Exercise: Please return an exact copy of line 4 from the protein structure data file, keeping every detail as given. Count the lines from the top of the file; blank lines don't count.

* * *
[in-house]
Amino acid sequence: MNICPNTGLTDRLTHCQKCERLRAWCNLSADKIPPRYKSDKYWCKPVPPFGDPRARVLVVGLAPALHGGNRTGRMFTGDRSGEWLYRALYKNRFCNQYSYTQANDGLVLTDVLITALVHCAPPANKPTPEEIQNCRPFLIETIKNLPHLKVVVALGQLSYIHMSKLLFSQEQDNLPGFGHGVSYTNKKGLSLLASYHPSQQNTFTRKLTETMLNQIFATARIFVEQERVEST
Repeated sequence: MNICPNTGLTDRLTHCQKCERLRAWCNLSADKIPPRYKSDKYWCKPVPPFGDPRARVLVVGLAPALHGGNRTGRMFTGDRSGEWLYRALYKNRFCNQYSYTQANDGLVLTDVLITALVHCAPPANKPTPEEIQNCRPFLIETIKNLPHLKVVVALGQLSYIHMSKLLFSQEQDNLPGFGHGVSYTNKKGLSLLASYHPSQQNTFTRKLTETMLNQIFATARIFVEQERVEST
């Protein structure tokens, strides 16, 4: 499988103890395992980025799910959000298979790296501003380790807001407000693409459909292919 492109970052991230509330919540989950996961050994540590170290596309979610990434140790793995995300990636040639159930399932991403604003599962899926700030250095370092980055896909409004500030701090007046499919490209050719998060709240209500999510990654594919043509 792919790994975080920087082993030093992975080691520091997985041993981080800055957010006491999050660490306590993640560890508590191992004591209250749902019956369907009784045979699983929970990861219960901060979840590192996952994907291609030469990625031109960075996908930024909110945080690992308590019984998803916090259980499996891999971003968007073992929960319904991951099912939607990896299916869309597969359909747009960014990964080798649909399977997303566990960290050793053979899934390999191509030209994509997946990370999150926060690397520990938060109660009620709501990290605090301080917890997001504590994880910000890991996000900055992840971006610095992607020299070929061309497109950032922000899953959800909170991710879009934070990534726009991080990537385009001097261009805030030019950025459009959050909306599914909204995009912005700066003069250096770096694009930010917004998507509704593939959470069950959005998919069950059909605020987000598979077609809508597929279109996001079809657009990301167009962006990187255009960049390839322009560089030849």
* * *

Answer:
């Protein structure tokens, strides 16, 4: 499988103890395992980025799910959000298979790296501003380790807001407000693409459909292919 492109970052991230509330919540989950996961050994540590170290596309979610990434140790793995995300990636040639159930399932991403604003599962899926700030250095370092980055896909409004500030701090007046499919490209050719998060709240209500999510990654594919043509 792919790994975080920087082993030093992975080691520091997985041993981080800055957010006491999050660490306590993640560890508590191992004591209250749902019956369907009784045979699983929970990861219960901060979840590192996952994907291609030469990625031109960075996908930024909110945080690992308590019984998803916090259980499996891999971003968007073992929960319904991951099912939607990896299916869309597969359909747009960014990964080798649909399977997303566990960290050793053979899934390999191509030209994509997946990370999150926060690397520990938060109660009620709501990290605090301080917890997001504590994880910000890991996000900055992840971006610095992607020299070929061309497109950032922000899953959800909170991710879009934070990534726009991080990537385009001097261009805030030019950025459009959050909306599914909204995009912005700066003069250096770096694009930010917004998507509704593939959470069950959005998919069950059909605020987000598979077609809508597929279109996001079809657009990301167009962006990187255009960049390839322009560089030849």